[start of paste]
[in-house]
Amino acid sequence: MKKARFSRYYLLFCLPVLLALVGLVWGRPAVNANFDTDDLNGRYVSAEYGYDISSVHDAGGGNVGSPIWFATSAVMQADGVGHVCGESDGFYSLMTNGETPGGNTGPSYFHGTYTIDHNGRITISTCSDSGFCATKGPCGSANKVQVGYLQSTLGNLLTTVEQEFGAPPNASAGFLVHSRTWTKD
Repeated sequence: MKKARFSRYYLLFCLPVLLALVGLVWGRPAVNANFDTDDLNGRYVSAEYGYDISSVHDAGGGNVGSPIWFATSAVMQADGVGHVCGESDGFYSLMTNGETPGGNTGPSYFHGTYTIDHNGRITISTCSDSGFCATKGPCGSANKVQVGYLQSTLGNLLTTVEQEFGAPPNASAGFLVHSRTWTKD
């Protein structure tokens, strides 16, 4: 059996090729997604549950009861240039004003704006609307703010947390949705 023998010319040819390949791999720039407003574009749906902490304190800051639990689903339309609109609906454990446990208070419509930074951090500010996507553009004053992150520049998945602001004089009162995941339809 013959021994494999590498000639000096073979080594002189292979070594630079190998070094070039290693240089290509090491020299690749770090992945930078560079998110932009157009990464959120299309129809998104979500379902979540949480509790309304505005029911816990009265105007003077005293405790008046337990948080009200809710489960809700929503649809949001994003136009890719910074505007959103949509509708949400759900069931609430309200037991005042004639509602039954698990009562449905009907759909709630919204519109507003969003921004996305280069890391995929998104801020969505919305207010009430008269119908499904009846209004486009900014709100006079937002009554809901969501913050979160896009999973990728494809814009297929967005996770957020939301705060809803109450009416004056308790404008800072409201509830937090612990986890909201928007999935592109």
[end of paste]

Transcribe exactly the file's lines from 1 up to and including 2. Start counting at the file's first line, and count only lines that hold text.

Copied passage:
[in-house]
Amino acid sequence: MKKARFSRYYLLFCLPVLLALVGLVWGRPAVNANFDTDDLNGRYVSAEYGYDISSVHDAGGGNVGSPIWFATSAVMQADGVGHVCGESDGFYSLMTNGETPGGNTGPSYFHGTYTIDHNGRITISTCSDSGFCATKGPCGSANKVQVGYLQSTLGNLLTTVEQEFGAPPNASAGFLVHSRTWTKD